Submission Number: MBTL-EIS-0000037
Received: 9/18/2013 6:10:30 PM
Commenter: Cynthia Enlow
Agency: Cowlitz County, the Washington Department of Ecology, and the U.S. Army Corps of Engineers
Initiative: Millennium Bulk-Terminals Longview EIS
Attachments: No Attachments
The Pacific Northwest is our home and greater back yard. I am a retired nurse with keen interest in the well-being of my neighbors be they: my littlest neighbor, baby Maddox next door, or my neighbors elderly mother, who just moved in for care by her daughter. We've got a fair group of kids who play basketball at the end of the cul-de-sac. Some are campers, hikers, hunters, crabbers and fishing lovers. We share the same interests as you. Some however, can't even speak for themselves because they are short of the breath it takes to pronounce words. They are the people with asthma when it flares up, or COPD/emphysema, or other respiratory disease.
So I want to speak for them. There is no doubt that coal dust particles can contribute to flare ups of these diseases. There is some common sense here that says, if you can see the coal dust on your venetian blinds, they certainly must be inhaled into your lungs. You would think that the bigger the particle the bigger the problem. But it is the even smaller particles that go deeper---and deeper in to the airway paths, and irritate, and block the movement of air. It is a suffocating experience. Imagine you are a child and how this must scare you.
To tell you the truth it is scary no matter what your age. But people are usually more sympathetic toward the young and the elderly------which coincidently are the very ones most negatively affected by coal dust causing asthma.
Here are some pertinent news articles:
http://earthfix.kuow.org/energy/article/coal-dust-a-closer-look/ looks at health effect of coal dust (venetian blinds, house painting companies advertise special cleaning treatments, am't of dust/train car, diesel exhaust from trains) , trackside monitoring needs to be done to understand the risk of exposure.
When childrens lungs are exposed they have reduced lung function for the rest of their lives!!!!! Several environmental issues can affect how much potential dust is released and how it behaves i.e., wind, rain, hot dry weather, how long surfactant lasts during the trip under these various conditions.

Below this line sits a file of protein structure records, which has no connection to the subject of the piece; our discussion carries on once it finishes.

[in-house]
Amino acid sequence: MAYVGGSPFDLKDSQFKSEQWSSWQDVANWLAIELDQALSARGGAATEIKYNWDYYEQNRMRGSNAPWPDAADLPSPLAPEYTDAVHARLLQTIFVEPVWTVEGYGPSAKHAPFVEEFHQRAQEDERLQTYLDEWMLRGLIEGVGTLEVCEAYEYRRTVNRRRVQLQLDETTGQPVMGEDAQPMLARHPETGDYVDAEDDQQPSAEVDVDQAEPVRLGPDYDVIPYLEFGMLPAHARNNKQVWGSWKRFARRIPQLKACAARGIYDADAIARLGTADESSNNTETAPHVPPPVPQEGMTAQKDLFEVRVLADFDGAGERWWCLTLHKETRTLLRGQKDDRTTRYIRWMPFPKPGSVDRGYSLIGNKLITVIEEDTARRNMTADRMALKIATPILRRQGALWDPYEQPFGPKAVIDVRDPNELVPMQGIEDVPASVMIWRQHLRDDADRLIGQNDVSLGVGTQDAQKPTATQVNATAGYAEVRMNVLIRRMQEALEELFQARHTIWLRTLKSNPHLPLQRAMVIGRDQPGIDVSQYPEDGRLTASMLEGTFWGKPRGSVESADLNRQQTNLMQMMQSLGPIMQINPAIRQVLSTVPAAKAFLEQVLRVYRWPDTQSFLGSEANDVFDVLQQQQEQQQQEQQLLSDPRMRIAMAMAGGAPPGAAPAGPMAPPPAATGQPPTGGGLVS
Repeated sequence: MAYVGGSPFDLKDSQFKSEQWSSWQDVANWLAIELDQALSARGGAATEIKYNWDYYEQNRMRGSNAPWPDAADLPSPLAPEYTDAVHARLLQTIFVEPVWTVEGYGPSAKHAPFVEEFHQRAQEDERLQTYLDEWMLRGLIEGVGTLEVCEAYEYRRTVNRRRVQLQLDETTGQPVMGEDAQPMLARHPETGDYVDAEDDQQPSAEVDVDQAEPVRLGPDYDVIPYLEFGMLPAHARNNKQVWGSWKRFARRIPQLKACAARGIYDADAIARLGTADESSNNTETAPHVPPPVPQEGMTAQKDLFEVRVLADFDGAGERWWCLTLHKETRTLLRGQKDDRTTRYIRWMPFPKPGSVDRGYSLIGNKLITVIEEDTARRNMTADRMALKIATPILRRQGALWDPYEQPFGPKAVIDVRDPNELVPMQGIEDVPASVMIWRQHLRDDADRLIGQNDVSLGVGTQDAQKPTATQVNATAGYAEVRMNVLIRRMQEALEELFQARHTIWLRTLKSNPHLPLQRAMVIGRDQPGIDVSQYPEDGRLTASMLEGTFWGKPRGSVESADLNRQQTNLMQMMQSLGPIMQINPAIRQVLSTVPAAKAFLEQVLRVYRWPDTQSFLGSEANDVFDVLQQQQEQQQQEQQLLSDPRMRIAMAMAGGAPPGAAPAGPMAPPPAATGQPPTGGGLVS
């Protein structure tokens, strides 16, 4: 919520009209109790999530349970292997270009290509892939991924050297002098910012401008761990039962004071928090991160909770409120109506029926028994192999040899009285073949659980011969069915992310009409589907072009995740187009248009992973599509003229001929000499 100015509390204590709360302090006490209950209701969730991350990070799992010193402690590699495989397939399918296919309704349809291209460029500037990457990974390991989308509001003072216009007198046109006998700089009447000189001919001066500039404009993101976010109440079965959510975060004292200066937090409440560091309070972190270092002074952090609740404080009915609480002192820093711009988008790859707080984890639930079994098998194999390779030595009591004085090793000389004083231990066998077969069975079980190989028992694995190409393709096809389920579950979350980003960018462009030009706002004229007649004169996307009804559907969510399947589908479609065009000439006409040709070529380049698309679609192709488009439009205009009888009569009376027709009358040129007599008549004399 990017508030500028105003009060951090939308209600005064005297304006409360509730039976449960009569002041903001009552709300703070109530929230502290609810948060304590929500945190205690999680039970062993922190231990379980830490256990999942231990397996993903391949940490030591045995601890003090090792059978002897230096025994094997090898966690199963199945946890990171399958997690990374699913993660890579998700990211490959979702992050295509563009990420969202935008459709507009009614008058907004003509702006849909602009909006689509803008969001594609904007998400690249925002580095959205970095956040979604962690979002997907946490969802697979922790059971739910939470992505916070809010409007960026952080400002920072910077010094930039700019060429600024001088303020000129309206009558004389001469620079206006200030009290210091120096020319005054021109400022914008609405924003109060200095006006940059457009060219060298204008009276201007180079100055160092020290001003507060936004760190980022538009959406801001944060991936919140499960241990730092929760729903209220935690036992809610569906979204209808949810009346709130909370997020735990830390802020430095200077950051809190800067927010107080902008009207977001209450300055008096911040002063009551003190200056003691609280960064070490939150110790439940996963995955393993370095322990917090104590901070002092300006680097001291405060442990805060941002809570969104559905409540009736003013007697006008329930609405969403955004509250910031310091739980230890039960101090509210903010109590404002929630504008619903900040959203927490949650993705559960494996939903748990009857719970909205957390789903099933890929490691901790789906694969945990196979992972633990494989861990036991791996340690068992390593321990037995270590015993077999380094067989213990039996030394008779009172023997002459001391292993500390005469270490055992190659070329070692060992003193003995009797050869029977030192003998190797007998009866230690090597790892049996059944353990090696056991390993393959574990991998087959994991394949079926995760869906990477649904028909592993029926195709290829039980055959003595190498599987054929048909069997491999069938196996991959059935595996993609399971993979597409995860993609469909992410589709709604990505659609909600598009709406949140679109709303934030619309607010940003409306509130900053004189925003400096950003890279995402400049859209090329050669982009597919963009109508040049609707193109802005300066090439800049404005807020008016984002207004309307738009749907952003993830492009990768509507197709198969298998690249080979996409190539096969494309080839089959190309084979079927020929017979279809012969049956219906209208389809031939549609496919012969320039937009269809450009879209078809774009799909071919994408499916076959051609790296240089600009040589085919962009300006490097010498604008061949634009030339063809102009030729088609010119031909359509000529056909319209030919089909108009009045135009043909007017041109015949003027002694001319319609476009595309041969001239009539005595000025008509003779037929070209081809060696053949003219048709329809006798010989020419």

We NEED some long term studies! It is known that the effects of coal dust on minors is a process that takes some years (like pneumoconiosis)
Then there is the return trip of the pollution, after the coal is burned via Asia --so maybe Johnny is not directly affected by the local coal dust because he lives some miles away from the terminal/train route---but no worries it will get him 9 months later on the jet stream from Asia:
http://www.environmentalhealthnews.org/ehs/newscience/lead-travels-across-oceans-to-other-continents/ (study finds lead from asia in California air samples)
EPA's report assessing the impacts of transporting coal was done in 1978!!!!!!!!!!!! Isn't it about time for an update? http://earthfix.kuow.org/energy/article/coal-dusts-environmental-impacts/
http://blogs.wvgazette.com/coaltattoo/2013/09/10/new-study-looks-at-coal-and-cancer/ A new study from Southern Ill University school of medicine and U of Kentucky's school of public health looking at coal and cancer---saying that while they only had some small studies the results warrented a larger and closer look.
http://www.wvgazette.com/News/201308230136 silica dust from coal mines and lung disease---OSHA
The bottom line is that long term careful studies need to be done to know exactly how much coal dust is blowing off the trains, under what weather circumstances, and careful studies about the potential health issues for people living in the area, the workers at the terminal, and the residents living along the track routes. We are responsible if we do not do the preliminary work. Ignorance never is a defence.
Mrs. Cynthia Enlow (retired RN)